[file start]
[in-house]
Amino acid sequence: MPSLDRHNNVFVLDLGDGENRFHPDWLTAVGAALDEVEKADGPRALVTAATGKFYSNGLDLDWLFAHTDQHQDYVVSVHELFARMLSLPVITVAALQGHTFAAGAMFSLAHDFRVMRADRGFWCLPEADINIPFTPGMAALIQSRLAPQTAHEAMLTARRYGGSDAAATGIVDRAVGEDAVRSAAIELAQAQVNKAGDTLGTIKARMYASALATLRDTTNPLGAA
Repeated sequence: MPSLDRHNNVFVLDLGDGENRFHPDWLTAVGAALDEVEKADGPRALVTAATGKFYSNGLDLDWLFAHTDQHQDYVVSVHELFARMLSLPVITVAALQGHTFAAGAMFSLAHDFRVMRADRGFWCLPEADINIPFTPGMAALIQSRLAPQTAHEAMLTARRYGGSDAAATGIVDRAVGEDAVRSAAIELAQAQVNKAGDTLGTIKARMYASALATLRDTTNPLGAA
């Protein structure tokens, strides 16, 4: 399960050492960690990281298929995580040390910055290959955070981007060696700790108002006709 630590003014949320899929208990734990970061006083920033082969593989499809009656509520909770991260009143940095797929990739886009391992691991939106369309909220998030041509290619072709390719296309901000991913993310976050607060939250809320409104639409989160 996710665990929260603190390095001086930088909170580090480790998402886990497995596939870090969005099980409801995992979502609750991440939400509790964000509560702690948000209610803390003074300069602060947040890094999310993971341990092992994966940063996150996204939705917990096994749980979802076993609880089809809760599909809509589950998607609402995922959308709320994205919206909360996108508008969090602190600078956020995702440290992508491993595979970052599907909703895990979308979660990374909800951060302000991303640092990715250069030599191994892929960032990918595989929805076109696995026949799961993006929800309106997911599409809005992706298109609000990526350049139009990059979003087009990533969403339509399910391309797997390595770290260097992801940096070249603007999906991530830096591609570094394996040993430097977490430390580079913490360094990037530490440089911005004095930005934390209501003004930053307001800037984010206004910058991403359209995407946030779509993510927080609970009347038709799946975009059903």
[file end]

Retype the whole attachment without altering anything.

[in-house]
Amino acid sequence: MPSLDRHNNVFVLDLGDGENRFHPDWLTAVGAALDEVEKADGPRALVTAATGKFYSNGLDLDWLFAHTDQHQDYVVSVHELFARMLSLPVITVAALQGHTFAAGAMFSLAHDFRVMRADRGFWCLPEADINIPFTPGMAALIQSRLAPQTAHEAMLTARRYGGSDAAATGIVDRAVGEDAVRSAAIELAQAQVNKAGDTLGTIKARMYASALATLRDTTNPLGAA
Repeated sequence: MPSLDRHNNVFVLDLGDGENRFHPDWLTAVGAALDEVEKADGPRALVTAATGKFYSNGLDLDWLFAHTDQHQDYVVSVHELFARMLSLPVITVAALQGHTFAAGAMFSLAHDFRVMRADRGFWCLPEADINIPFTPGMAALIQSRLAPQTAHEAMLTARRYGGSDAAATGIVDRAVGEDAVRSAAIELAQAQVNKAGDTLGTIKARMYASALATLRDTTNPLGAA
């Protein structure tokens, strides 16, 4: 399960050492960690990281298929995580040390910055290959955070981007060696700790108002006709 630590003014949320899929208990734990970061006083920033082969593989499809009656509520909770991260009143940095797929990739886009391992691991939106369309909220998030041509290619072709390719296309901000991913993310976050607060939250809320409104639409989160 996710665990929260603190390095001086930088909170580090480790998402886990497995596939870090969005099980409801995992979502609750991440939400509790964000509560702690948000209610803390003074300069602060947040890094999310993971341990092992994966940063996150996204939705917990096994749980979802076993609880089809809760599909809509589950998607609402995922959308709320994205919206909360996108508008969090602190600078956020995702440290992508491993595979970052599907909703895990979308979660990374909800951060302000991303640092990715250069030599191994892929960032990918595989929805076109696995026949799961993006929800309106997911599409809005992706298109609000990526350049139009990059979003087009990533969403339509399910391309797997390595770290260097992801940096070249603007999906991530830096591609570094394996040993430097977490430390580079913490360094990037530490440089911005004095930005934390209501003004930053307001800037984010206004910058991403359209995407946030779509993510927080609970009347038709799946975009059903």